In war everybody contributes something, no matter how small or how far removed he may be. But on the front line the break-through was accomplished by four fighting branches of the services and I don’t see truly how one can be given credit above another. None of the four could have done the job without the other three. The way they worked together was beautiful and precisionlike, showering credit among themselves and General Bradley’s planning. The four branches were: Air Force, Tanks, Artillery, and Infantry.
I went with the Infantry because it is my old love, and because I suspected the tanks, being spectacular, might smother the credit due the infantry. I teamed up with the Fourth Infantry Division since it was in the middle of the forward three, and spearheading the attack. The first night behind the front lines I slept comfortably in a tent at the division command post, and met for the first time the Fourth’s commander – Major General Raymond R. Barton, a fatherly, kindly, thoughtful good soldier. The second night I spent on the dirty floor of a rickety French farmhouse, far up in the lines, with the nauseating odor of dead cows keeping me awake half the night. The third night I slept on the ground in an orchard even farther up, snuggly dug in behind a hedgerow so the 88’s couldn’t get at me so easily. And on the next day the weather cleared, and the attack was on. It was July 25th.
If you don’t have July 25th pasted in your hat I would advise you to put there immediately. At least paste it in your mind. For I have a hunch that July 25 of the year 1944 will be one of the great historic pinnacles of this war. It was the day we began a mighty surge out of our confined Normandy spaces, the day we stopped calling our area the beachhead and knew we were fighting a war across the whole expanse of France. From that day onward all dread possibilities and fears for disaster to our invasion were behind us. No longer was there any possibility of our getting kicked off. No longer would it be possible for fate, or weather, or enemy to wound us fatally; from that day onward the future could hold nothing for us but growing strength and eventual victory…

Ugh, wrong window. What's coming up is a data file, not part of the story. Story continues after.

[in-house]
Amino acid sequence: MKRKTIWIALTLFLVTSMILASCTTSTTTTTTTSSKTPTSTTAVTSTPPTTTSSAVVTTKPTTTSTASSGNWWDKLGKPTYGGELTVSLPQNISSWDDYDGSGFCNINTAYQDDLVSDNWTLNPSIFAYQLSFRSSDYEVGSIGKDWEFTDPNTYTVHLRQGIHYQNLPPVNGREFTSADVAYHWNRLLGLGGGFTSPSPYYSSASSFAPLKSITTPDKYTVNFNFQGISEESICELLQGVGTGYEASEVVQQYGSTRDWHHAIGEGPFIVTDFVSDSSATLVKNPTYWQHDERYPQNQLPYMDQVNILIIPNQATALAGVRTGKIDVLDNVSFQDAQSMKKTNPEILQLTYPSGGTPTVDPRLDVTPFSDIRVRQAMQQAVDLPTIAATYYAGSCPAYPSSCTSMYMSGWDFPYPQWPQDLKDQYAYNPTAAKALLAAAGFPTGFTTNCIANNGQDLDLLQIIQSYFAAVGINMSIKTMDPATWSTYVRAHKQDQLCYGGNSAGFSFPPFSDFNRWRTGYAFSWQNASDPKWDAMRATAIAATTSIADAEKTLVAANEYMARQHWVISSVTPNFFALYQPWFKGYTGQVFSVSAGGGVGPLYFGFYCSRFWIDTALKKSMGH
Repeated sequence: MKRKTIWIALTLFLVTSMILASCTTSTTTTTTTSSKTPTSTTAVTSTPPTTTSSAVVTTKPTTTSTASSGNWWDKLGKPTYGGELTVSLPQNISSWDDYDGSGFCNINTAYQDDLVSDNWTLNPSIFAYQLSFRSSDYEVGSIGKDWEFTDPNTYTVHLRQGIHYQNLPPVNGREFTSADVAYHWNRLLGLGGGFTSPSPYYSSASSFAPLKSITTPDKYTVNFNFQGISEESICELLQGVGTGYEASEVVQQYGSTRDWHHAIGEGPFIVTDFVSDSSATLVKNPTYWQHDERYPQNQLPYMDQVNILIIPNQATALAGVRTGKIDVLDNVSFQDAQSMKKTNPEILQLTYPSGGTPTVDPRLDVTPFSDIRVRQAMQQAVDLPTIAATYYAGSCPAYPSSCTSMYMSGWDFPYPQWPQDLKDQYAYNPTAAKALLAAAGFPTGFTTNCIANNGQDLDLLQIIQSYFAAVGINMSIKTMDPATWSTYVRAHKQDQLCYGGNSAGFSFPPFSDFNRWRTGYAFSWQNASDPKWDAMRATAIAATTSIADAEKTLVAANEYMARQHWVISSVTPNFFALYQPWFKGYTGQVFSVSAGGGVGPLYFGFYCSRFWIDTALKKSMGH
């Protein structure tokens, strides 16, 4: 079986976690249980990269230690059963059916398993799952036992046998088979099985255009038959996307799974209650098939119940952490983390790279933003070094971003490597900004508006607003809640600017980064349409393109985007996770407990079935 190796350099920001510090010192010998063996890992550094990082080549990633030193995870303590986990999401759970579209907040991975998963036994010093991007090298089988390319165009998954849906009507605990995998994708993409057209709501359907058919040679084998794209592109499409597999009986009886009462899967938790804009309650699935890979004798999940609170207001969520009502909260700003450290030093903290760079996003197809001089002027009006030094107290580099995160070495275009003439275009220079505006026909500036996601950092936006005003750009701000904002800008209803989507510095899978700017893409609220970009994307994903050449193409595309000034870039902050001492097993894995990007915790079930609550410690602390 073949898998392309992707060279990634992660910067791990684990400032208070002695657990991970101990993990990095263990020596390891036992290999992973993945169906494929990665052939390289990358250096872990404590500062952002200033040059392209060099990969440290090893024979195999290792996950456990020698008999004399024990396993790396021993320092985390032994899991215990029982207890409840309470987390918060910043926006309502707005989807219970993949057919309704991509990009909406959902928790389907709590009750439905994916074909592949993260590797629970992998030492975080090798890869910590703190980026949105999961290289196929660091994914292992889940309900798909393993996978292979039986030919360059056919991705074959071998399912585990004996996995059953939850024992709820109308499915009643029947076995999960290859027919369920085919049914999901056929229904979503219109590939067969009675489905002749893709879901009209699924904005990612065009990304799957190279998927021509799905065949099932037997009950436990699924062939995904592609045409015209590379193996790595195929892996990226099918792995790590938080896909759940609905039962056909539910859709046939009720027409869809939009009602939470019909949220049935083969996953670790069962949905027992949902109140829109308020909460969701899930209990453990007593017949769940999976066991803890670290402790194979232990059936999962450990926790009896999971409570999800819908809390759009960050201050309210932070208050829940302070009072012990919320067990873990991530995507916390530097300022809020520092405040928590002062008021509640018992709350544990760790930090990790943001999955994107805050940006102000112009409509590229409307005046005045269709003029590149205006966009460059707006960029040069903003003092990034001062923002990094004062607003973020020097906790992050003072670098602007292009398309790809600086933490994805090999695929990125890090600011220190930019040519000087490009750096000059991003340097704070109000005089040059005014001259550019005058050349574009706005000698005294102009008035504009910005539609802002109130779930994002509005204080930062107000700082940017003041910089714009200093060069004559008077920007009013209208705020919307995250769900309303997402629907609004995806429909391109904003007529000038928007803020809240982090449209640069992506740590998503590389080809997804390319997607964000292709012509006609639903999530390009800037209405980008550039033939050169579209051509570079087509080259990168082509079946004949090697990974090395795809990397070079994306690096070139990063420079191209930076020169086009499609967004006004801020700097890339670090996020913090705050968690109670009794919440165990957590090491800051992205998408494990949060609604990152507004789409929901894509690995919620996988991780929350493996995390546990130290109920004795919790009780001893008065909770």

The first planes of the mass onslaught came over a little before 10 am. They were the fighters and dive bombers. The main road, running crosswise in frontof us, was their bomb line. They were to bomb only on the far side of that road. Our kick off infantry had been pulled back a few hundred yards from the near side of the road. Everyone in the area had been given the strictest orders to be in foxholes, for high level bombers can, and do quite excusably, make mistakes. We were still in country so level and with hedgerows so tall there simply was no high spot – neither hill nor building- from which we could get a grandstand view of the bombing as we used to do in Sicily and Italy. So one place was as good as another unless we went right up and sat on the bomb line. Having been caught too close to these things before, I compromised, and picked a farmhouse about 800 yards back of the kickoff line. And before the next to hours had passed I would have given every penny, every desire, every hope I ever had, to have been just another 800 yards further back.
Our front lines were marked by long strips of colored cloth laid on the ground, and with colored smoke to guide our airmen during the mass bombing. Dive bombers hit it just right. We stood and watched them barrel nearly straight down out of the sky. They were bombing about a half mile ahead of where we stood. They came in groups, diving from every direction, perfectly timed, one right after another. Everywhere we looked separate groups of planes were on the way down, or on the way back up, or slanting over for a dive, or circling, circling, circling over our heads waiting for their turn.